Pennsylvania’s SugarHouse, Rivers casinos prep betting launch

TAGs: Kambi, Pennsylvania, rivers casino, rush street gaming, sports betting, SugarHouse Casino

pennsylvania-rivers-sugarhouse-casino-sportsbookPennsylvania sports bettors’ options are about to triple as two more casino sportsbooks plan to commence wagering on Thursday (13).

Late Wednesday afternoon, the Rivers Casino in Pittsburgh announced via its official Twitter account that its new Rivers Sportsbook would open to the public at 2pm on December 13. The ‘introductory period’ will see the book open only until midnight, and it will reopen on Friday at noon and remain open until 10pm.

The SugarHouse Casino in Philadelphia will also make its sports betting debut on Thursday, with similarly limited hours and access for the first two days, as required by the Pennsylvania Gaming Control Board (PGCB) to ensure the kinks are worked out. Barring any glitches, the two casinos are expected to ramp up to their regular wagering hours on Saturday.

Both casinos are owned by Rush Street Gaming and received their sports betting license approvals from the PGCB at the end of October. Their wagering technology, which is provided by the Rush Street Interactive/Kambi partnership, received its PGCB approval at the end of November.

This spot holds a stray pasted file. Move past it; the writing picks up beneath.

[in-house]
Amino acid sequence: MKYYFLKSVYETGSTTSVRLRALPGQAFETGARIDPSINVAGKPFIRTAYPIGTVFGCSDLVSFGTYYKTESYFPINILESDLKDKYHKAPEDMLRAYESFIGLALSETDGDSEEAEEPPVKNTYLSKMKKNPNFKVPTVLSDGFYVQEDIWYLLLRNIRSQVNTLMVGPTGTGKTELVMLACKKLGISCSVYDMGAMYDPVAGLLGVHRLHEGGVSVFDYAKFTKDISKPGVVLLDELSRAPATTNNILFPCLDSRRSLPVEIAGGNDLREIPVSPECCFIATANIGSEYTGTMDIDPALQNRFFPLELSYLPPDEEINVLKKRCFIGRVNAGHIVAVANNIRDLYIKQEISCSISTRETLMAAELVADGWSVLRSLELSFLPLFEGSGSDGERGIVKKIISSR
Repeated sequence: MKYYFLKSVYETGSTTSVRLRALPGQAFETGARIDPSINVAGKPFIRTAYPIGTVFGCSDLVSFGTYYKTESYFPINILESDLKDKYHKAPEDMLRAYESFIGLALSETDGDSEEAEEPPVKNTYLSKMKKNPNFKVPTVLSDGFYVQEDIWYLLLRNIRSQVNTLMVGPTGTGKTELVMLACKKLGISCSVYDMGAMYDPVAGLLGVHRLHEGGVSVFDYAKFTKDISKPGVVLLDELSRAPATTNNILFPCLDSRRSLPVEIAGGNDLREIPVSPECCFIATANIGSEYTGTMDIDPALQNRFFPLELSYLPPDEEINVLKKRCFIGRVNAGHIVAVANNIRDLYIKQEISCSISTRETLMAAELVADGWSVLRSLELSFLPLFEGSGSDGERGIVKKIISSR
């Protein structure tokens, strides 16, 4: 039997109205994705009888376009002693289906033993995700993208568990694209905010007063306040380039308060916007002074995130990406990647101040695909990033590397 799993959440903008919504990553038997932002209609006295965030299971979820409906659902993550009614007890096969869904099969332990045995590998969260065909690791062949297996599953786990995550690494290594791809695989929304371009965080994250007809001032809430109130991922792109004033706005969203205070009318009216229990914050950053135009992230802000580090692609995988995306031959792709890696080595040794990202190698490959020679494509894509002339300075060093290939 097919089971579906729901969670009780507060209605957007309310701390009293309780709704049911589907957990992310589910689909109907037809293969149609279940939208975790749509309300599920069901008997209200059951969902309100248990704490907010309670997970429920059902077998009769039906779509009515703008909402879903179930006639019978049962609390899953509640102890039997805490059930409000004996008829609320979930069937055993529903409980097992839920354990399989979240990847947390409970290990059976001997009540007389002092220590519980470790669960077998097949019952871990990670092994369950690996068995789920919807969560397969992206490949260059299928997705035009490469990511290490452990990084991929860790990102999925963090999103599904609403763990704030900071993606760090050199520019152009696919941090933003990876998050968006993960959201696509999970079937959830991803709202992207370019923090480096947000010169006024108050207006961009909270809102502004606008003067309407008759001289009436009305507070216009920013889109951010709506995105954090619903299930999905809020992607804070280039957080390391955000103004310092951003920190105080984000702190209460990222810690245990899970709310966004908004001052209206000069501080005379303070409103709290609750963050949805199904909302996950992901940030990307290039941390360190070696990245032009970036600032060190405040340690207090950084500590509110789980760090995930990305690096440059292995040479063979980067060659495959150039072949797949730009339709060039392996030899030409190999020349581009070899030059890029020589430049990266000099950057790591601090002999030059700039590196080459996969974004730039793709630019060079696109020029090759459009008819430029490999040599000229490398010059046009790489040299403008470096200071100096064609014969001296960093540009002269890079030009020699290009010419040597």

The two new arrivals will put an end the Pennsylvania betting monopoly that Penn National Gaming’s Hollywood Casino at Penn National Race Course has enjoyed since it launched its William Hill-powered sportsbook in mid-November.

The state has yet to approve any operator’s online or mobile wagering product, apparently wanting to ensure the land-based operations are proceeding apace before venturing into further uncharted territory.

Both the PGCB and Penn National have been mum on how the Hollywood sportsbook has been faring to date. The PGCB issues separate reports for its gaming verticals (slots, table games, fantasy sports) but the first sports betting report has yet to emerge. When it does, presumably in another week or so, it may offer the first glimpse of the effects of the state’s phenomenally ill-advised 36% tax on betting revenue.


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